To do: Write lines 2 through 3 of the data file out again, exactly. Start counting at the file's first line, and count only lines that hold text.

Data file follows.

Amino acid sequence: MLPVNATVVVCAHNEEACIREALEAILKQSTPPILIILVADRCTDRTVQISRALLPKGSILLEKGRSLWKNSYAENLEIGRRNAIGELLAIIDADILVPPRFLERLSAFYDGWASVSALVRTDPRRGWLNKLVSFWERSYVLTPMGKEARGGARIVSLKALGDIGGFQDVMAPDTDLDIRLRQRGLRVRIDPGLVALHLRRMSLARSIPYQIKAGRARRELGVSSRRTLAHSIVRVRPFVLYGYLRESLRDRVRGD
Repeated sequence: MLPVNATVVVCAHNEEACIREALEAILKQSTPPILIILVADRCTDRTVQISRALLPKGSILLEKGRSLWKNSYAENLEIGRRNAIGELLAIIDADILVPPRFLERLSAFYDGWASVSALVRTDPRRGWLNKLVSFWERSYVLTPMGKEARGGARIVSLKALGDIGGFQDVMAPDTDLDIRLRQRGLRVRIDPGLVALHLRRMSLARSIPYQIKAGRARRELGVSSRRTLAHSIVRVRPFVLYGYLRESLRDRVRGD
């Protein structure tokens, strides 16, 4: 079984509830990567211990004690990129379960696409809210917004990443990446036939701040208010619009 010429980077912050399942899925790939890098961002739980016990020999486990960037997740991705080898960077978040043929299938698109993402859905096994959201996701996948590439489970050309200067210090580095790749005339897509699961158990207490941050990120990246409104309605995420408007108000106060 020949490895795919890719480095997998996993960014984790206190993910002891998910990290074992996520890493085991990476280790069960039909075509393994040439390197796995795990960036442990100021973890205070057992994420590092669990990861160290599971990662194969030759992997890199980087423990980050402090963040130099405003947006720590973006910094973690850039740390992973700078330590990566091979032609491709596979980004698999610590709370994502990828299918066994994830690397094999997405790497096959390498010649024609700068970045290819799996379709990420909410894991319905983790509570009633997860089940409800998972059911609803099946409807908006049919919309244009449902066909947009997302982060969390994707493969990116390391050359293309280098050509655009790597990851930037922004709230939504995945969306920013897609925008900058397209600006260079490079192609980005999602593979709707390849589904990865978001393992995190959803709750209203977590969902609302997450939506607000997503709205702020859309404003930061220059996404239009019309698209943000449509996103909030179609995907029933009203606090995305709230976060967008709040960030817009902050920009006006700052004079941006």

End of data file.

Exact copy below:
Repeated sequence: MLPVNATVVVCAHNEEACIREALEAILKQSTPPILIILVADRCTDRTVQISRALLPKGSILLEKGRSLWKNSYAENLEIGRRNAIGELLAIIDADILVPPRFLERLSAFYDGWASVSALVRTDPRRGWLNKLVSFWERSYVLTPMGKEARGGARIVSLKALGDIGGFQDVMAPDTDLDIRLRQRGLRVRIDPGLVALHLRRMSLARSIPYQIKAGRARRELGVSSRRTLAHSIVRVRPFVLYGYLRESLRDRVRGD
């Protein structure tokens, strides 16, 4: 079984509830990567211990004690990129379960696409809210917004990443990446036939701040208010619009 010429980077912050399942899925790939890098961002739980016990020999486990960037997740991705080898960077978040043929299938698109993402859905096994959201996701996948590439489970050309200067210090580095790749005339897509699961158990207490941050990120990246409104309605995420408007108000106060 020949490895795919890719480095997998996993960014984790206190993910002891998910990290074992996520890493085991990476280790069960039909075509393994040439390197796995795990960036442990100021973890205070057992994420590092669990990861160290599971990662194969030759992997890199980087423990980050402090963040130099405003947006720590973006910094973690850039740390992973700078330590990566091979032609491709596979980004698999610590709370994502990828299918066994994830690397094999997405790497096959390498010649024609700068970045290819799996379709990420909410894991319905983790509570009633997860089940409800998972059911609803099946409807908006049919919309244009449902066909947009997302982060969390994707493969990116390391050359293309280098050509655009790597990851930037922004709230939504995945969306920013897609925008900058397209600006260079490079192609980005999602593979709707390849589904990865978001393992995190959803709750209203977590969902609302997450939506607000997503709205702020859309404003930061220059996404239009019309698209943000449509996103909030179609995907029933009203606090995305709230976060967008709040960030817009902050920009006006700052004079941006």